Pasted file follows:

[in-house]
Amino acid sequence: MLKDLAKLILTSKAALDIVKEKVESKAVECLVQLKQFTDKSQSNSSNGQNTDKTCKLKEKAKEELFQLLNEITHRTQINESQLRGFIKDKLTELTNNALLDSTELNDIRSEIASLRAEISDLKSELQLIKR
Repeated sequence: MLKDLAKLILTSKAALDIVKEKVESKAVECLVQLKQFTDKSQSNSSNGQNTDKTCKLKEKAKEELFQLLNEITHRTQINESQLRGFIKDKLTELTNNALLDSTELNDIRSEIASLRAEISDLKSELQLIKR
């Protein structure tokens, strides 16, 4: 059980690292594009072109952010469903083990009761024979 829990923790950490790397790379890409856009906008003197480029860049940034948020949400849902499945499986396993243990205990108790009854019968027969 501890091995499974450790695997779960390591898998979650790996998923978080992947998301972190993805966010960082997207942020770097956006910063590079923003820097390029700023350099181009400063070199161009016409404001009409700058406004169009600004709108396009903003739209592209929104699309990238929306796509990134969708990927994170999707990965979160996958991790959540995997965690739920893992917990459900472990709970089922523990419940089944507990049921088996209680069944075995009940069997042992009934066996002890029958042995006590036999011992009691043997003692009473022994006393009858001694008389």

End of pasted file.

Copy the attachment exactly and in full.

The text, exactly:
[in-house]
Amino acid sequence: MLKDLAKLILTSKAALDIVKEKVESKAVECLVQLKQFTDKSQSNSSNGQNTDKTCKLKEKAKEELFQLLNEITHRTQINESQLRGFIKDKLTELTNNALLDSTELNDIRSEIASLRAEISDLKSELQLIKR
Repeated sequence: MLKDLAKLILTSKAALDIVKEKVESKAVECLVQLKQFTDKSQSNSSNGQNTDKTCKLKEKAKEELFQLLNEITHRTQINESQLRGFIKDKLTELTNNALLDSTELNDIRSEIASLRAEISDLKSELQLIKR
């Protein structure tokens, strides 16, 4: 059980690292594009072109952010469903083990009761024979 829990923790950490790397790379890409856009906008003197480029860049940034948020949400849902499945499986396993243990205990108790009854019968027969 501890091995499974450790695997779960390591898998979650790996998923978080992947998301972190993805966010960082997207942020770097956006910063590079923003820097390029700023350099181009400063070199161009016409404001009409700058406004169009600004709108396009903003739209592209929104699309990238929306796509990134969708990927994170999707990965979160996958991790959540995997965690739920893992917990459900472990709970089922523990419940089944507990049921088996209680069944075995009940069997042992009934066996002890029958042995006590036999011992009691043997003692009473022994006393009858001694008389």